Mark Hallett, from Somerset, wanted in the UK for fraud and money-laundering,

photographs 1 million baht in a Bangkok apartment

When the defence lawyers for Zaw Lynn and Wai Phyo, the two Burmese charged and convicted for the murders in Thailand of Britons David Miller and Hannah Witheridge, pleaded in the High Court in London for the Scotland Yard report on the Thai Police Investigation they were refused.

The ‘chilling effect’ of the release of the report, said Scotland Yard ‘could cause a breakdown in co-operation between the law enforcement authorities of Thailand and the United Kingdom.’

Even worse:

“The ‘chilling effect’ was the ‘substantial and adverse effect on law enforcement, fulfilment of public policy and the UKs security objectives’.

Put another way Scotland Yard was saying: 

‘If we release the report the Thai police may not speak to us anymore.’

That Scotland Yard does not want anything to interfere with the relationship with a police force, in which 80 per cent of its core ‘investigative units’ in the Crime Suppression Division and Central Investigations Bureau were dismissed around the same time being involved in rackets ranging from fraud to illegal wildlife trading, is not surprising.  

Scotland Yard must have a relationship, even if it’s only to arrest criminals, who are not being looked after by the Thai police.

So, let’s keep the relationship friendly. Indeed, as Anya Props argued in the Koh Samui double murder case:

“such is the power of the British public interest that it would still trump private interest.”

But just how effective is this relationship? How are the Thais reciprocating?  

Take this man here, and at the top of the page. He is Briton Mark Hallett. He’s been wanted by Britain’s National Crime Agency for years for a £3.9 million fraud. This former scrap dealer from North Perrott, Somerset fled the South Somerset Court where he faced 13 charges of fraud and money-laundering.

The money laundering relates to all the cash he then removed from the bank, £35,000 of which he wired to Thailand.

Now with nearly £4 million one would not need to revert to fraud.  But once one’s caught the bug, I guess… Well, to cut a long story short Hallett, has been accused of all sorts of rip-offs in Thailand, some with, some without ‘Lord Geoffrey’, who we showed recently trying to introduce the Bitcoin to Vanuatu!

In fact, Thonglor Police, who arrested Hallett, announced he was being investigated for scams on foreigners in Bangkok.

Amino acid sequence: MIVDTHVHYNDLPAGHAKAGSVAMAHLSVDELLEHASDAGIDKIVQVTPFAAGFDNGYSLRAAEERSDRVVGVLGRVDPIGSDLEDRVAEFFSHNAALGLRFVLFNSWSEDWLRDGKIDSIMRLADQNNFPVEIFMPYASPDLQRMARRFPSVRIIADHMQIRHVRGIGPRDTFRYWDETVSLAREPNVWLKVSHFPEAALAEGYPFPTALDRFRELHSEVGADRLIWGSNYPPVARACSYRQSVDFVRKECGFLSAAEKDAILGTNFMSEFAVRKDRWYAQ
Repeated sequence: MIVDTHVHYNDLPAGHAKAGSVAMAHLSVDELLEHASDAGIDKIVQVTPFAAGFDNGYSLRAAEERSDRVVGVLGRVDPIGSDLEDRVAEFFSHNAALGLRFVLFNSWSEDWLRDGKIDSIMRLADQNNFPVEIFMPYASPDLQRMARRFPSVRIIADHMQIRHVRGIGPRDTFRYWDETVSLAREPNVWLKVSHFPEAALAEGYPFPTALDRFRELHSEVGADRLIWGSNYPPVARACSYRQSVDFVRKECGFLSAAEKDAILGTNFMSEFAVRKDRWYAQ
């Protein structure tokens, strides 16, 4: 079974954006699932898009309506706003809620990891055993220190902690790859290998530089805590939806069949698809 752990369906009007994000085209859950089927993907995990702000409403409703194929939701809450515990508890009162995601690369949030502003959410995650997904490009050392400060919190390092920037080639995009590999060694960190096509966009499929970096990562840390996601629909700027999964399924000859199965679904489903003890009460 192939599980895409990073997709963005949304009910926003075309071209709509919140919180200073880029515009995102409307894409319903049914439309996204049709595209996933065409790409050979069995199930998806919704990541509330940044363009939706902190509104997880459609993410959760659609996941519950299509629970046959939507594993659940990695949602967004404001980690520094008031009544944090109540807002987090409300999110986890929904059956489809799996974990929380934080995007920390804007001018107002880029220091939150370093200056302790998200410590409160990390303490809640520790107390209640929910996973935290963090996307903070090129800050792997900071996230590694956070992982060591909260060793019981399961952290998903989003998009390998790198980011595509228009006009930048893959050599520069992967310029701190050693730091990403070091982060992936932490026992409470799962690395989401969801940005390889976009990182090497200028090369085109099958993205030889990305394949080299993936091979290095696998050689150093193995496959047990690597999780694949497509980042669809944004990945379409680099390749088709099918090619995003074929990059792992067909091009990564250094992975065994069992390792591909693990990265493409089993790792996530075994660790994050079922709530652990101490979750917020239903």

As Thai police do not investigate fraud by foreigners on foreigners unless under high pressure (usually financial) this was either a fib, meaning ‘We’ve had some complaints about him’, or then high pressure had been applied.

Avon and Somerset Police seemed quite hopeful when in May 2016 Hallett was arrested by Thonglor police. A man in their press department hoped for some more positive news within the week.

The answer of course came a few days after the week, when Immigration Police, despite knowing he was wanted, released him, even though they had initially stated he was in breach of visa regulations, an offence which requires an immediate deportation.

British Police were hoping to meet Hallett in Heathrow after that trouble-free deportation!

Alas it was not to be. 

Anyway, Hallett, 49, has surfaced again in Bangkok after spending a year or so up north in Chiang Mai.

Now he, I hear, he has teamed up with a Danish businessman called Kenneth Reinholt Hansen, 46, from Holbæk, Denmark.

Holbæk is a nice part of the world just across Isefjord in Denmark from Hundested, where I spent many a happy summer holiday as a child and, incidentally, got my first agonizing sunburn on the day (08/08/63) of the ‘Great Train Robbery’.  

Crusty Ken

Hansen, however, is described as a rather crusty Danish pasty, to be handled with gloves on, who runs a chauffeur car service, and is currently with Hallett selling shares in a hotel in Bangkok.

Meanwhile hats off to the National Crime Agency, who can be seen on British TV picking up east Europeans for shoplifting back in Croatia or Poland on a regular basis and packing them off home.

And ‘hats off’ to Avon and Somerset Police who remain hopeful the NCA will catch their man courtesy of (and again hats off to) the Royal Thai Police, whom, I guess, are still waiting the money.

Between them they have shown again that public interest does indeed over-ride private interest, which in this case is evidently hiding their combined ineptitude and nothing to do with the victims or justice at all. 

In terms of Hallett’s crimes, one victim is claiming he was defrauded in Thailand out of 14 million Thai baht.  That’s about £318,000.  Ouch!